Paolo A Grasso, Irene Petrizzo, Camilla Caponi, Giovanni Anobile, Roberto Arrighi

Visual P2p component responds to perceived numerosity

Frontiers in Human Neuroscience

https://doi.org/10.3389/fnhum.2022.1014703 Download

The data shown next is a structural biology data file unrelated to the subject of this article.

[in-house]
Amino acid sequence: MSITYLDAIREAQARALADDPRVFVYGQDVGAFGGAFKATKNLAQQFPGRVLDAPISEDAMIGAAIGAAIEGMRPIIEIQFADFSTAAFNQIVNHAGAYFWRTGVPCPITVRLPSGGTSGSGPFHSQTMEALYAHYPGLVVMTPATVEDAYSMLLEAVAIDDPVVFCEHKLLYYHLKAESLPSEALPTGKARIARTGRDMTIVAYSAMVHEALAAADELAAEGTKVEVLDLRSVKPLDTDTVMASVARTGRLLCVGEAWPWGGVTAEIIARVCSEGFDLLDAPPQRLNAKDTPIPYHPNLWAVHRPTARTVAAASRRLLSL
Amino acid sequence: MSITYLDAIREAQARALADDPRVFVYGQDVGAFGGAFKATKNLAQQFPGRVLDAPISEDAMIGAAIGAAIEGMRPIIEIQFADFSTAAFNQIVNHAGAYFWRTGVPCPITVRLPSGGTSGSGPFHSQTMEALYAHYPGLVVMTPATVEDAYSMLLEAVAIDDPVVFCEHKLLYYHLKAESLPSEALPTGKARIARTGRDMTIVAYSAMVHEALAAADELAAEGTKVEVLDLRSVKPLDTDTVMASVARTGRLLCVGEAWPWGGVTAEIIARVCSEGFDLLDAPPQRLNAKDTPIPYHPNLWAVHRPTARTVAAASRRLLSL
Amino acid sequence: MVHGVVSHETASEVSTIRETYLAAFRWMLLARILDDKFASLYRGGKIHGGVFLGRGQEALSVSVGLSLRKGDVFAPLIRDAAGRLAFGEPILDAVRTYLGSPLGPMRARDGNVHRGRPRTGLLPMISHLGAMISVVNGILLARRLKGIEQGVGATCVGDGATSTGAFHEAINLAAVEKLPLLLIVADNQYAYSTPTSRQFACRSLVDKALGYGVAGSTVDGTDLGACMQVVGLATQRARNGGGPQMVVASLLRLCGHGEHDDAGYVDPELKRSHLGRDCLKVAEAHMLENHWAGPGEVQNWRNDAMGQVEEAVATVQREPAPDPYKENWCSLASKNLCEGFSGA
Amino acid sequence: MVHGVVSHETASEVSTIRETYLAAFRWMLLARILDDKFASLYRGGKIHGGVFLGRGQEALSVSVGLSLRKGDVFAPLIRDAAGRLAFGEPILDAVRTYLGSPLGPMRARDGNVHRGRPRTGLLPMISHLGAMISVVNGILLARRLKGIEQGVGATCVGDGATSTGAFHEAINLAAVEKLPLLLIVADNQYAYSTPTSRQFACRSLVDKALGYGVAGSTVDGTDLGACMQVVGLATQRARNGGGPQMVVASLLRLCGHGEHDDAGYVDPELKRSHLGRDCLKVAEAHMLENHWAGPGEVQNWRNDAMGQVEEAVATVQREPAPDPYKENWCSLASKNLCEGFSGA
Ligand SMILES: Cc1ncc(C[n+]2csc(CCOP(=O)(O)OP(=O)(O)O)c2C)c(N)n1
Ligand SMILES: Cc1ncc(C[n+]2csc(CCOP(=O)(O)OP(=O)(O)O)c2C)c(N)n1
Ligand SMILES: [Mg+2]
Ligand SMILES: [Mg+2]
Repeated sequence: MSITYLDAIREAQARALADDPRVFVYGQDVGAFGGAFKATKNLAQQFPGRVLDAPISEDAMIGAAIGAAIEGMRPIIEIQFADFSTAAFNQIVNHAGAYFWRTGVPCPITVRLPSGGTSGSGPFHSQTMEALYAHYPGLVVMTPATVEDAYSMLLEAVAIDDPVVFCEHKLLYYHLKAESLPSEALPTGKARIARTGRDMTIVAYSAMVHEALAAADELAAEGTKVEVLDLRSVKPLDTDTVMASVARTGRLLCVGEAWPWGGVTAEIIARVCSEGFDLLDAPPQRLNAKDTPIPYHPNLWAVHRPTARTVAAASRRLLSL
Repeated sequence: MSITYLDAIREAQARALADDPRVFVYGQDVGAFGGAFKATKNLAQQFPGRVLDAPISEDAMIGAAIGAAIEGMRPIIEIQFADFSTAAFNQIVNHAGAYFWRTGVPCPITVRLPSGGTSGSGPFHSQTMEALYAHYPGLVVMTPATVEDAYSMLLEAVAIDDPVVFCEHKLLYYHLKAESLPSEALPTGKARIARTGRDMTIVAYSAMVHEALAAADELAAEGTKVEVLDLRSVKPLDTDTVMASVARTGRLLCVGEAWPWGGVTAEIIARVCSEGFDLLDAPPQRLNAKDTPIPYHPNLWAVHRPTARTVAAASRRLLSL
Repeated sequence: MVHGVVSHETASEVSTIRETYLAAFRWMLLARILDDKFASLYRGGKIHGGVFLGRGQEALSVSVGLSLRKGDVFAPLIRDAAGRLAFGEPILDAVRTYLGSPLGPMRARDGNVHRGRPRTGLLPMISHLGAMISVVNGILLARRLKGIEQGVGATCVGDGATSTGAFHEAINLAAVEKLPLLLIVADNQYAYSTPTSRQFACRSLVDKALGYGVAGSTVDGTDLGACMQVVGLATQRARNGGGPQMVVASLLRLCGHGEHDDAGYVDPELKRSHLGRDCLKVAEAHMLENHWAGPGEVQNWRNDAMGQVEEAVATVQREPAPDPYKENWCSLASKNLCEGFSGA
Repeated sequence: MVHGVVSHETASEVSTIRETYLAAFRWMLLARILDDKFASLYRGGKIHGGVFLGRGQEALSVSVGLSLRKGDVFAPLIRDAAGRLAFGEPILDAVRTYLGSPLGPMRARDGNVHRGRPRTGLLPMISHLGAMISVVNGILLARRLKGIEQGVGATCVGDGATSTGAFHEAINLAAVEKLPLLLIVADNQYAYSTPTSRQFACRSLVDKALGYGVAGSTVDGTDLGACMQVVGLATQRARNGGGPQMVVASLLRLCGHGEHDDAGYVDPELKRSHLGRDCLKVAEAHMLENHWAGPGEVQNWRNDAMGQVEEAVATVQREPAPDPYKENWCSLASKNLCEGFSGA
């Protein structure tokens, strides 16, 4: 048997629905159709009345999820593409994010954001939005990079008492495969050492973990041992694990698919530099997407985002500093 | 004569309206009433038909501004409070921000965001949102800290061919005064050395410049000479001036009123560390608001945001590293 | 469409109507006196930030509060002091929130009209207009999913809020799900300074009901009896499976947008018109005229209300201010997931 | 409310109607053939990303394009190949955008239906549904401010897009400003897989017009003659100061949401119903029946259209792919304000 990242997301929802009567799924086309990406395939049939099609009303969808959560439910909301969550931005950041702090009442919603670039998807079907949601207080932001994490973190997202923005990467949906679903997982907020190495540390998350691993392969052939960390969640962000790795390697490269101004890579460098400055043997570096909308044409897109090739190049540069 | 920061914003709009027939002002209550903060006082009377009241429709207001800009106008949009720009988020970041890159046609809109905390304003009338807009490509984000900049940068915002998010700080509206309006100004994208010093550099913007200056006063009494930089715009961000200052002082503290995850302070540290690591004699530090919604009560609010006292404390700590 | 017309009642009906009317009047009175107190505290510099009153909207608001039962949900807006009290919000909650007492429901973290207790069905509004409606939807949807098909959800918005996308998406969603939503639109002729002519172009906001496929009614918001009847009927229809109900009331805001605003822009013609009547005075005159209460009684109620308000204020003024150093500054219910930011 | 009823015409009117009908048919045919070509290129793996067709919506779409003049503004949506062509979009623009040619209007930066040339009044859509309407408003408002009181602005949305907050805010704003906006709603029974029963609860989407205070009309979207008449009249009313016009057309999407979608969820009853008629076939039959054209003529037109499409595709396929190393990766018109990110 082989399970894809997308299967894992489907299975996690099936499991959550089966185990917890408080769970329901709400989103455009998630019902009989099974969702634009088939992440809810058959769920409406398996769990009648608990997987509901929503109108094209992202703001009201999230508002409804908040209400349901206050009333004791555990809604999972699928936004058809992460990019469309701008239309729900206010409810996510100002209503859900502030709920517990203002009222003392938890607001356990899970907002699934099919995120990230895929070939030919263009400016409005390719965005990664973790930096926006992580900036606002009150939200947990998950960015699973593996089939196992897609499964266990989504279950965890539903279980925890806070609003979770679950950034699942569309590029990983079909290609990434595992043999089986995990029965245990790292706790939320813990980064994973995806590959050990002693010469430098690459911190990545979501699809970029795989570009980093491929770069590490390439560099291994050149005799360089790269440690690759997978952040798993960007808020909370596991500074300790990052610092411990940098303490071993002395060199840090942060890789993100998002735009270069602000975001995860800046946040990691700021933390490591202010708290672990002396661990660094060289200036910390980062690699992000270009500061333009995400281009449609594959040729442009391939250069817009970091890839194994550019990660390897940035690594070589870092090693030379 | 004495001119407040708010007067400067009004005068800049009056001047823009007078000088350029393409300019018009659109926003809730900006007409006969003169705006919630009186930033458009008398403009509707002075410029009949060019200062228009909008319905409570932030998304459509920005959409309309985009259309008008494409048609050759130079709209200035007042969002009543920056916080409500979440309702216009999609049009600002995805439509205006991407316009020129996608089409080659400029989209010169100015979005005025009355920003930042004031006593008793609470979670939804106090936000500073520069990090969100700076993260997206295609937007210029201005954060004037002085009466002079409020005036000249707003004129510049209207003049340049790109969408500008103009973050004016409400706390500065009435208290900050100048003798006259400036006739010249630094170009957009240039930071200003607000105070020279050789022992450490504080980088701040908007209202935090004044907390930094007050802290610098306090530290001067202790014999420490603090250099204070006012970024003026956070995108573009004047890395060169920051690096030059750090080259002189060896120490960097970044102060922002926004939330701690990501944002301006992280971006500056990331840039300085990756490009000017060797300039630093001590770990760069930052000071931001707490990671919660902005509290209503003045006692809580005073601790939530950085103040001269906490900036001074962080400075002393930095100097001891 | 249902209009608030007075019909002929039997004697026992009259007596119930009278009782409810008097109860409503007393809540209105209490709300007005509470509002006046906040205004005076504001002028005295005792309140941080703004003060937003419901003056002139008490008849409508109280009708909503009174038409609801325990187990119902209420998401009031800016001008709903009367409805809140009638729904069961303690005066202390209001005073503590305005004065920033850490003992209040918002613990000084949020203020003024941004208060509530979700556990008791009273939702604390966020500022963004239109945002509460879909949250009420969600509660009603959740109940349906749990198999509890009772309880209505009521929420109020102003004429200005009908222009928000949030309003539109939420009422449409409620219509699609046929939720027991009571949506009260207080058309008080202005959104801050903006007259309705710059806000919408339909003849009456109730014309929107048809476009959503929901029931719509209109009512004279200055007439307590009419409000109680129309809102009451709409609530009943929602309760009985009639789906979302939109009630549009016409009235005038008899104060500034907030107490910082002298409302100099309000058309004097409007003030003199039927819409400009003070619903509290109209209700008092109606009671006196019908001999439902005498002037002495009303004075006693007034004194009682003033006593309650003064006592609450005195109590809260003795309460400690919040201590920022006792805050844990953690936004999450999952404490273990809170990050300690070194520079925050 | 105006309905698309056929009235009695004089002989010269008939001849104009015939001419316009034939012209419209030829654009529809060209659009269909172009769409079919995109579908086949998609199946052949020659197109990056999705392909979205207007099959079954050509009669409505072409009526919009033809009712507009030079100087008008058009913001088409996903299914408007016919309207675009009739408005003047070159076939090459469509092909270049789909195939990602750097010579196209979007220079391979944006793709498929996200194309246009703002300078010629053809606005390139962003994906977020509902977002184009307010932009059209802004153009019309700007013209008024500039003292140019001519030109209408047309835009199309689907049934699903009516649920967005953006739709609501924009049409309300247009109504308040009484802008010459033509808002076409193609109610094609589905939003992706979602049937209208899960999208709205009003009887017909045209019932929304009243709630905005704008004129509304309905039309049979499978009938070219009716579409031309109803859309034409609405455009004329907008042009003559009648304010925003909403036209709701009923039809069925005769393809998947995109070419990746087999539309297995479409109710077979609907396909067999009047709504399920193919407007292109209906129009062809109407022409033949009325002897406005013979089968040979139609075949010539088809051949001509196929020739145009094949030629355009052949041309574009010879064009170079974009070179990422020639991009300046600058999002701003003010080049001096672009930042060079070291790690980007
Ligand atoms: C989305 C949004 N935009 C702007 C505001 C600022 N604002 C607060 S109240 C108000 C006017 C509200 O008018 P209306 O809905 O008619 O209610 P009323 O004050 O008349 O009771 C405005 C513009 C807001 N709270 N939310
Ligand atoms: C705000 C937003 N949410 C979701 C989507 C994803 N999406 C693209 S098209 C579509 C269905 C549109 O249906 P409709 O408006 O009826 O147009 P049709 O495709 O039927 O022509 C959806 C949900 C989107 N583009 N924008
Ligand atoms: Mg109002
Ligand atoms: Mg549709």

Numerosity perception is a key ability for human and non-human species, probably mediated by dedicated brain mechanisms. Electrophysiological studies revealed the existence of both early and mid-latency components of the Electrophysiological (EEG) signal sensitive to numerosity changes. However, it is still unknown whether these components respond to physical or perceived variation in numerical attributes. We here tackled this point by recording electrophysiological signal while participants performed a numerosity adaptation task, a robust psychophysical method yielding changes in perceived numerosity judgments despite physical numerosity invariance. Behavioral measures confirmed that the test stimulus was consistently underestimated when presented after a high numerous adaptor while perceived as veridical when presented after a neutral adaptor. Congruently, EEG results revealed a potential at around 200 ms (P2p) which was reduced when the test stimulus was presented after the high numerous adaptor. This result was much prominent over the left posterior cluster of electrodes and correlated significantly with the amount of adaptation. No earlier modulations were retrievable when changes in numerosity were illusory while both early and mid-latency modulations occurred for physical changes. Taken together, our results reveal that mid-latency P2p mainly reflects perceived changes in numerical attributes, while earlier components are likely to be bounded to the physical characteristics of the stimuli. These results suggest that short-term plastic mechanisms induced by numerosity adaptation may involve a relatively late processing stage of the visual hierarchy likely engaging cortical areas beyond the primary visual cortex. Furthermore, these results also indicate mid-latency electrophysiological correlates as a signature of the internal representation of numerical information.